Massimo Luciani

Italy Refound Thanks to a Poet? Politics and Forms of Government in the thought of Giacomo Leopardi

  • Abstract

Informations and abstract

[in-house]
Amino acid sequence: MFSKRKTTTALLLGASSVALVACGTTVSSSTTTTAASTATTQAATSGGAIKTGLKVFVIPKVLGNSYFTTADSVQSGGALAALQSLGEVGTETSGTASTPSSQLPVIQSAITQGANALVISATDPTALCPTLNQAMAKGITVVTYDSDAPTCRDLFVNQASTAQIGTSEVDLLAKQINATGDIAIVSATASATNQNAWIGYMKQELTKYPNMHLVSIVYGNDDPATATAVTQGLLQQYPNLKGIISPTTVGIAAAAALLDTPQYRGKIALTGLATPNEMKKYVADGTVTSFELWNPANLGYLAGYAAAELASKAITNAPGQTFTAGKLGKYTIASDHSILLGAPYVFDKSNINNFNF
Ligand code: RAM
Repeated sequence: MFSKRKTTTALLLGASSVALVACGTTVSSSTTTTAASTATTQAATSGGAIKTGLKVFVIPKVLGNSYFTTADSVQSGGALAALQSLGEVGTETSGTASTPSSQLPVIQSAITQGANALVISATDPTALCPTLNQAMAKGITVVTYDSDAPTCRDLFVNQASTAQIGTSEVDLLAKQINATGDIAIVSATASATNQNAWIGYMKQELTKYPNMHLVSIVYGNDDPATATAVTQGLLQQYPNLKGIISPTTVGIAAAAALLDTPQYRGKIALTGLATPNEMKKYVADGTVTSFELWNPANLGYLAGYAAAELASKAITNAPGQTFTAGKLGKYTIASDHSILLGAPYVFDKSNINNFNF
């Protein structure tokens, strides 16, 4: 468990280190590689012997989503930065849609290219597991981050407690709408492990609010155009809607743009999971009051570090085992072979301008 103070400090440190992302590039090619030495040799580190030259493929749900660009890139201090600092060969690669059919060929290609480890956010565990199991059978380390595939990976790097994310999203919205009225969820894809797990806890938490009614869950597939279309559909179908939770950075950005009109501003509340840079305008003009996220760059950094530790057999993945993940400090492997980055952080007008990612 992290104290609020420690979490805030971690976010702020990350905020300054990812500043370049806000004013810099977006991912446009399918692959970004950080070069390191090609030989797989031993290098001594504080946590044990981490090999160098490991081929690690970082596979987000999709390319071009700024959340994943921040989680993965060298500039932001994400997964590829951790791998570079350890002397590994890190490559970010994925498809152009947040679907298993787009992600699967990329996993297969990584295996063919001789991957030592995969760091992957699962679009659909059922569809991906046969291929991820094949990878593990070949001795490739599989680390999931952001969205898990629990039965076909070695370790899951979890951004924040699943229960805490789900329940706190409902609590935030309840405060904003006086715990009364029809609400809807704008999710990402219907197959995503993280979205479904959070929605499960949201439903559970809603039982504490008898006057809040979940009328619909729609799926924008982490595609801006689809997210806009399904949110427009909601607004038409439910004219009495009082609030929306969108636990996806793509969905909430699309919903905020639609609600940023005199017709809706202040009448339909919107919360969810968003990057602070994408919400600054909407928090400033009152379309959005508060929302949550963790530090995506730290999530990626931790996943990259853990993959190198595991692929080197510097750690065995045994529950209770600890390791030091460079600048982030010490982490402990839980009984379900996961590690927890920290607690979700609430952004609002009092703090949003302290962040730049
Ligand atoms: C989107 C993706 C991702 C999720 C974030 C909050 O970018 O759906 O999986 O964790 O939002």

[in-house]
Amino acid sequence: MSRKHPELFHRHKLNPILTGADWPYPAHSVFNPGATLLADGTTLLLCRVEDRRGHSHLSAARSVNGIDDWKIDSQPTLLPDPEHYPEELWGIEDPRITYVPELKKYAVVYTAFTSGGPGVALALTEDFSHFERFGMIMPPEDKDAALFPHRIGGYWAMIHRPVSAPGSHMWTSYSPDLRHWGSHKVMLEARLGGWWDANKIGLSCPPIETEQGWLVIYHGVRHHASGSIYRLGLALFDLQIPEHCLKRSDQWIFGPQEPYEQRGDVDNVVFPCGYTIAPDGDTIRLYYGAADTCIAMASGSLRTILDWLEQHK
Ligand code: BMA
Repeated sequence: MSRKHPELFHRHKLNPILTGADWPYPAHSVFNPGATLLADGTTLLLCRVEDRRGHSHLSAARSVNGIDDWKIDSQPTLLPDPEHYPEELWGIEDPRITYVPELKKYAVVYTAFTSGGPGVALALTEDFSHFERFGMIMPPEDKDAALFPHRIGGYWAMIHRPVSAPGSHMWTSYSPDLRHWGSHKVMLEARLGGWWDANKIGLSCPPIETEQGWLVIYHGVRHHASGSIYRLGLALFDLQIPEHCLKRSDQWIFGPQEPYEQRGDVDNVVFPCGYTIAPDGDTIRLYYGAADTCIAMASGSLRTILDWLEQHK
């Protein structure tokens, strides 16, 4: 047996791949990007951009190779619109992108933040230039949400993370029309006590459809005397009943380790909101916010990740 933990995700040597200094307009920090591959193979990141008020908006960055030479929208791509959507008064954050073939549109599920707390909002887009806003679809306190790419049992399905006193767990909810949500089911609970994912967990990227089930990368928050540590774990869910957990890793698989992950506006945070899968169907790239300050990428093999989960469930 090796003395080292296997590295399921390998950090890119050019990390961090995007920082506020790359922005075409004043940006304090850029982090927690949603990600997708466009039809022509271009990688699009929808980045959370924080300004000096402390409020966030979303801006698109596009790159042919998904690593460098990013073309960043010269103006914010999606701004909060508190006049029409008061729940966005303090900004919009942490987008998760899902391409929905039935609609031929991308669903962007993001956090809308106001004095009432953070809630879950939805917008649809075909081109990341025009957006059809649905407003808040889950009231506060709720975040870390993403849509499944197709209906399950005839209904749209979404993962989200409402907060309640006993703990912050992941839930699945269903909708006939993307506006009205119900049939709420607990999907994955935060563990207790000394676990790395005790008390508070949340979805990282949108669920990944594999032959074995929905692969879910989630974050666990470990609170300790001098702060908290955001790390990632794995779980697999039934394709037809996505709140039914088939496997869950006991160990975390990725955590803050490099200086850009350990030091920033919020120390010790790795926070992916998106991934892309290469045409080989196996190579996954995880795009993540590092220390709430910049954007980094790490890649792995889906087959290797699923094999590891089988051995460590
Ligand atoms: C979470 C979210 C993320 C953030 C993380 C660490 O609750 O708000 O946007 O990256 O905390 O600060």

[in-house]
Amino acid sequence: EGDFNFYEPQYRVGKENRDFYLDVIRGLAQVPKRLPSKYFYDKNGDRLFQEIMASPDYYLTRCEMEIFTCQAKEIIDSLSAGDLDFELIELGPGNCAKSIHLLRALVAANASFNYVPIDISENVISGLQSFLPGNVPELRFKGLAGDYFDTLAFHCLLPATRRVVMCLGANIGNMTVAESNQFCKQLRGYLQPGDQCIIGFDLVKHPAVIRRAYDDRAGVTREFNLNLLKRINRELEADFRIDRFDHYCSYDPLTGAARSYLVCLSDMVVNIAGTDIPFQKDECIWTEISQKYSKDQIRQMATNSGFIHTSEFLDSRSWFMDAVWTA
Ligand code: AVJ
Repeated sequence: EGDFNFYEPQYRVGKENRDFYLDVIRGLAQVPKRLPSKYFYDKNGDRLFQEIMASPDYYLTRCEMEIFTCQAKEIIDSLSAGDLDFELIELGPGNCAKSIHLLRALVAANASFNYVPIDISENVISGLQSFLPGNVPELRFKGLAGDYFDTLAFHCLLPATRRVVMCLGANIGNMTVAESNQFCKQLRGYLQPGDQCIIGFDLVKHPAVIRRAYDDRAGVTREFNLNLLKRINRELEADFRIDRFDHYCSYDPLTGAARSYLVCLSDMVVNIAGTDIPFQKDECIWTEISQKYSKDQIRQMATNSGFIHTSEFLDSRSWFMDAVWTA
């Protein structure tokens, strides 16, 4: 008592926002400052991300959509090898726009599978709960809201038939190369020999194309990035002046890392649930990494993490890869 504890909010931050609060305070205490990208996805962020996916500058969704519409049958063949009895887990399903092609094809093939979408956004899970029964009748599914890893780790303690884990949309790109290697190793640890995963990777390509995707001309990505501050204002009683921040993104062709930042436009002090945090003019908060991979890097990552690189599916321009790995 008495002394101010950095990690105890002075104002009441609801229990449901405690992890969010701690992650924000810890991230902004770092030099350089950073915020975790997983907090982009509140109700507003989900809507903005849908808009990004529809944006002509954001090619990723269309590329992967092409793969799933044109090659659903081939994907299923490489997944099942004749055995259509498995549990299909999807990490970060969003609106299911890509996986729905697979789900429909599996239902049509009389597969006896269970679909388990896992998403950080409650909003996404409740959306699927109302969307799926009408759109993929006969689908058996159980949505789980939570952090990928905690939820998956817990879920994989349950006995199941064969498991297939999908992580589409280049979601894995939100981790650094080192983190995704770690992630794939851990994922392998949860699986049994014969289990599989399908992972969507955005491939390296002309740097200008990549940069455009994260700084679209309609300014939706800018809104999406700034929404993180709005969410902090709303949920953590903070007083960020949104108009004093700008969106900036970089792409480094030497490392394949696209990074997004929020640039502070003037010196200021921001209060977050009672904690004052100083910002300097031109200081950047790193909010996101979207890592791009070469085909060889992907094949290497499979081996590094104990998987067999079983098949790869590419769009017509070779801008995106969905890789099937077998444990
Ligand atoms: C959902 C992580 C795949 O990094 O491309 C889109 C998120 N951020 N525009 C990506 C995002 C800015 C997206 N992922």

Even from the standpoint of the study of politics and of the institutions of government the works by Leopardi prove to be a mine that branches out and is extremely deep. More than asking ourselves whether in Leopardi there is a theory of politics and a doctrine concerning forms of government, it is of interest to ask ourselves what they are and to what extent they remained constant in the evolution of his thought. This writing does not take up again the controversy over the 'progressive' nature or otherwise of Leopardi's politico-social positions. More than anything else, the writing, through an original analysis of the works of Giacomo Leopardi, contributes to highlight, in the context of Leopardi's work, two themes. The first regards the question of unity. Leopardi really seems to be the first to fully understand how many and how complex the paths of unity are. It is clear that (in addition to not possessing all the suitable analytical tools) he does not have before him the articulated picture of contemporary pluralism and, therefore, can advance only so far along a road that would be travelled only by the more aware constitutional doctrine and political theory of the twentieth century, but he does perfectly grasp the gist of the problem, clarifying that the unity of a political community is brought about by a combination of formal elements (pertaining to the holding of power), material elements (pertaining to the interests of the members of the community) and ideal elements (pertaining to the sharing of values). It is precisely from this perspective, in fact, that the reflections on the unity of sovereign power must be read, as well as on the common interest that cements the political bond, and on the beneficial illusions that not only help to endure individually the human condition, but also give a sense of collective belonging. The second regards the question of Italy. Here, too, the problem is unity, because Italy's evils stem precisely from disunion, first from political disunion, and then from ideal, moral and cultural disunion. As regards the individualism of Italians, Leopardi does not perceive the possible temperaments or find social institutions or cultural stimuli capable of checking the destructive drives of any truly political tie, which is the reason why he reaches radically pessimistic conclusions.

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